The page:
Name: Dragana Obadić
Where do you call home? I grew up in a small town called Glina, and after college I moved to Čakovec, Croatia.
Education (degree(s): I graduated from the Faculty of Management in Tourism and Hospitality with a master of economics degree.
Who do you live with? I live with my husband.
What's a typical day for you? I worked at the hotel reception. Currently I am on sick leave because I was researching what was wrong with me because of my walking difficulty. Right now I'm more dedicated to myself - I do exercises every day and occasional walks, but my husband is always with me. At the end of the day, I like to watch sitcoms or good movies with my husband. We have two dogs that we take care of.
How long have you known you are living with FA? I got ill with covid in December 2020. After that, some things started to bother me more in performing my daily activities: awkwardness when walking, going down a hill or stairs, dropping things out of my hands, or spilling if I try to carry a full glass of drink. I attribute the clumsiness to fatigue from work and obligations. In September 2021, all that clumsiness became unbearable. I started to feel dizzy. I felt sick and my heart was beating fast. When I went to the hospital they didn't find anything. As I have a cousin who suffers from FA, I am going to Zagreb for a genetic test. And for my 32nd birthday came the result - confirmation of FA. Reading stories about FA, I came to my thoughts that the first symptom came to me on March 13, 2014. I was afraid to go down the stairs because there were no handrails (facebook comments reminder). I always had leg cramps. If I walked on bigger stones I really feel pain in my foot. After that, I continued to do everything normally - going to college, riding the bus, going down the stairs, climbing fast. By my twenties, I practiced majorette dance, spun in a circle, danced in heels, climbed ladders and rooftops, rolled on barrels like in a circus. Until the last two years, where I began to fear slippery, ice, snow, tiles, walking around the apartment was mandatory with adherence.
Are there any others with FA in your family? I have two sisters and one brother, and they don’t have FA, thank God, but my cousin has FA.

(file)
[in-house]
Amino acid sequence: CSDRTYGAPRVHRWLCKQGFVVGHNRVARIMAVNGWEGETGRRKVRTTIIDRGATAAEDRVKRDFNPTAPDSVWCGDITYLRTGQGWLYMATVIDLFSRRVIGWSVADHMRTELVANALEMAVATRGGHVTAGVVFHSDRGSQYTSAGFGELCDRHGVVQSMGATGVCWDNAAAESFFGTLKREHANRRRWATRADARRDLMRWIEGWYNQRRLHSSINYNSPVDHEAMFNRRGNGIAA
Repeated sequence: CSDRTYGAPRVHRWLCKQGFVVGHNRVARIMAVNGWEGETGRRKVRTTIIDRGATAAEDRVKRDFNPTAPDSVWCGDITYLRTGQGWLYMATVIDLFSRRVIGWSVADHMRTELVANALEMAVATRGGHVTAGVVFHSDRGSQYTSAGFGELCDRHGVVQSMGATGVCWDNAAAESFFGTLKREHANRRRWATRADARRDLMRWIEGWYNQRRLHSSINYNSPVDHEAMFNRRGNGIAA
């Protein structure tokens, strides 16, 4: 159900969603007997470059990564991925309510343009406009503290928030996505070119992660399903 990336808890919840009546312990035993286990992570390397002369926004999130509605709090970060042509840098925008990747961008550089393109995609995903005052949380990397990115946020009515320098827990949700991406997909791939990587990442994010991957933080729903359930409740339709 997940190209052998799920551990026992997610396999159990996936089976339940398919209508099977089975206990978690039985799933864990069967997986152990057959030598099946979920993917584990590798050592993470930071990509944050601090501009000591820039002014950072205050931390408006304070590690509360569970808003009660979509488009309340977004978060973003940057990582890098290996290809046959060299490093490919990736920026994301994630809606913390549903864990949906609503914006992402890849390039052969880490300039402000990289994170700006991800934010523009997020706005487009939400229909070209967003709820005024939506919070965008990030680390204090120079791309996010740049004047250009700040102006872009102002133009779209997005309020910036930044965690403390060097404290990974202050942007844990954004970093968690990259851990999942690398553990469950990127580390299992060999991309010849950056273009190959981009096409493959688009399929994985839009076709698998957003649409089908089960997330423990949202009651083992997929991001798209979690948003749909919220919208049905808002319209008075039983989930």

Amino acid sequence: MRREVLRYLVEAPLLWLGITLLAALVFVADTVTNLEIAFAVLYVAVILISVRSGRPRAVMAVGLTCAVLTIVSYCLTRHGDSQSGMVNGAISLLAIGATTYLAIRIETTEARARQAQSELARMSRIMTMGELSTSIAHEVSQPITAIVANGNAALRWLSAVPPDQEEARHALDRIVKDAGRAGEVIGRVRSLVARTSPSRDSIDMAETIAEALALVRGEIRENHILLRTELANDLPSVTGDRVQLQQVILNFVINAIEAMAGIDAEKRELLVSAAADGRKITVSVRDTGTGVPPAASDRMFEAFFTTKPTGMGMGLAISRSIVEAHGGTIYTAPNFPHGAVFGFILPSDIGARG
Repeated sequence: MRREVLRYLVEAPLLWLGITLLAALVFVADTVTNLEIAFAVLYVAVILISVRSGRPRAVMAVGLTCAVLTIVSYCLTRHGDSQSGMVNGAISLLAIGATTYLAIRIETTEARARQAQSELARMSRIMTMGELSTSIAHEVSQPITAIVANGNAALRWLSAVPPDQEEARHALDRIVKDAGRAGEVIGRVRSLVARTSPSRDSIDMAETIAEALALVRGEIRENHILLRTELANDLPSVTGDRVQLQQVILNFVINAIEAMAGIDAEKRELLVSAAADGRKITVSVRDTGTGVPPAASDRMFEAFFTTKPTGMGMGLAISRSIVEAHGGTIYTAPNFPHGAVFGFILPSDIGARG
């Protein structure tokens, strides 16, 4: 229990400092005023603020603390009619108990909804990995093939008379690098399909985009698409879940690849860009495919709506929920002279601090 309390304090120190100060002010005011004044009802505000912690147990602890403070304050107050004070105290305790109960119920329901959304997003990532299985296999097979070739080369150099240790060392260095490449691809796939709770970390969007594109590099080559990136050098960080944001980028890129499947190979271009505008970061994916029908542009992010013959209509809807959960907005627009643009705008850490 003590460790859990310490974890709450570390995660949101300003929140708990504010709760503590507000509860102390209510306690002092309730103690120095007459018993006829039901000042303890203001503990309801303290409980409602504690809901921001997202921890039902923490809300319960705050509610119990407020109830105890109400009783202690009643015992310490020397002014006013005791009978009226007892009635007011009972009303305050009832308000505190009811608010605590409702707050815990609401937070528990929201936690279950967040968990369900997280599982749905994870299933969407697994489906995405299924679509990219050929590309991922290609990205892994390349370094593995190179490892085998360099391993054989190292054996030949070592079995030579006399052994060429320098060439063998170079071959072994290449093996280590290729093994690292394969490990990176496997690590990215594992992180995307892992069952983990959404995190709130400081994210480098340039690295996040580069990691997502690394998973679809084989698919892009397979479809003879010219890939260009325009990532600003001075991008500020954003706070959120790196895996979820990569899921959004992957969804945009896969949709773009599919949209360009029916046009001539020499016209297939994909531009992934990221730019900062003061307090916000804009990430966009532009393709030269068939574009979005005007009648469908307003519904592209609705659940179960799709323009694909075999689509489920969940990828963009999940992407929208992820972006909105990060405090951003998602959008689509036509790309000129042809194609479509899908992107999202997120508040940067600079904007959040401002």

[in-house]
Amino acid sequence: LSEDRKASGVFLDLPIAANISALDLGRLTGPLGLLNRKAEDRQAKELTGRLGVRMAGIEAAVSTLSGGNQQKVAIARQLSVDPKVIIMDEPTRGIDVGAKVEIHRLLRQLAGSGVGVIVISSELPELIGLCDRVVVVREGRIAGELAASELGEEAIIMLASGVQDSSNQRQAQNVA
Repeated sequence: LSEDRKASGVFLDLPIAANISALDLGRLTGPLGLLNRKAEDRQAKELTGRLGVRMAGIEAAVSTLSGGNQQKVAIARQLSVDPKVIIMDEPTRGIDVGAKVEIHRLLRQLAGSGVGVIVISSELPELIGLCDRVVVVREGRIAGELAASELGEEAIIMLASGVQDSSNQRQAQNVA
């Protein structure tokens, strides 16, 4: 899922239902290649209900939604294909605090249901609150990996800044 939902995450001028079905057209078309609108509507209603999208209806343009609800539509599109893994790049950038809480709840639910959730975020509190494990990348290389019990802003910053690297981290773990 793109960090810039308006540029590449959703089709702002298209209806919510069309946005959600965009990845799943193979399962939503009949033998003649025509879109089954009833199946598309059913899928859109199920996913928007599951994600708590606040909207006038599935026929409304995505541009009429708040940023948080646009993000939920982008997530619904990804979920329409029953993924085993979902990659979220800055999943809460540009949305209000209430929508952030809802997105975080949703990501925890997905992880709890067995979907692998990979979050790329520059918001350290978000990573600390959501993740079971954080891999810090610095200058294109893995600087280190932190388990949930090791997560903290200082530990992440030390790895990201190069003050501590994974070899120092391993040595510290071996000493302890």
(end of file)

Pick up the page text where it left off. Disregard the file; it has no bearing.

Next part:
Describe your transition from walking to walker/wheelchair. I still don't use a wheelchair. I can still walk alone on a straight road but sometimes I have to hold on to a handrail or a wall (something stable) and my husband is always close to me in case I start to lose my balance.
What do you like to do to stay active and what type of exercises work for you to stay strong? To stay active I exercise strength and balance exercises every day. I also include walks. For safety on longer walks, I always use nordic walking sticks and go with my husband.
Do you have any hobbies or special interests? I like to read a good book, play with our dogs, and play board games in good company. I like to keep my mind occupied by solving crosswords.
What is a good trick to make daily life easier? I walk more safely without socks - with them I have the feeling that I am sliding. I feel safer when I am barefoot or in sneakers. To complete a task, I like to focus on the problem and do things one at a time. Keep myself socially active, always think positively, avoid stressful situations or people, stay persistent in exercising, and always be sufficiently rested.
When FA gets you down, what do you think/do to feel better? My husband does not allow me to be sad. He is always there to cheer me up. I like to listen to good music. Playing with my dogs is anti-stress therapy; they are clumsy and always make me laugh. Video calls with my family (they live in another town) are full of laughter because my little niece always has some funny questions and statements.
What is one way living with FA has POSITIVELY affected your life? I started paying attention to my nutrition, eating more fresh fruits and vegetables, and doing exercises constantly. I have met some new people, and we talk and exchange experiences.
What is a favorite motivational quote of yours? You glow differently when your confidence is fueled by belief in yourself instead of validation from others. Never trust your fears; they don't know your strength. Health does not always come from medicine, but sometimes it comes from a calm mind, peace in the heart, and peace in the soul. It comes from laughter and love.
What is the best advice YOU could give to a person who has been newly diagnosed with FA? As long as you know your diagnosis, it's not the end of the world, it's just another problem in life that you have to deal with. When your problem gets a name at least you know what you have to fight against and you need to focus to find a solution without fear and panic, how to relieve yourself, and how to fight the disease. Each of us are special, and each of us has to fight against the problem of illness in a different way. Don't close yourself in your four walls; go out in society and open up to others and discuss problems and possible solutions. Stay active - be connected to people and search for information; in this day and age of technology at least it is available.
What is the first thing you want to do when a cure/treatment to FA is found? When FA is cured, I would like to start running and dancing again.
"I have FA but FA doesn't have me." What does this statement mean to you? How do you live your life in the face of adversity? That statement means I fight against FA every day and I don't let that illness beat me. I have adapted to do some things more slowly and carefully and do one thing at a time, not ten things at once.
Tell us a little more about you… I don’t like any strict diets, but I pay more attention to healthier nutrition in general. Sometimes I treat myself to the occasional cake or ice cream. I am afraid of heights and avoid walking in the dark.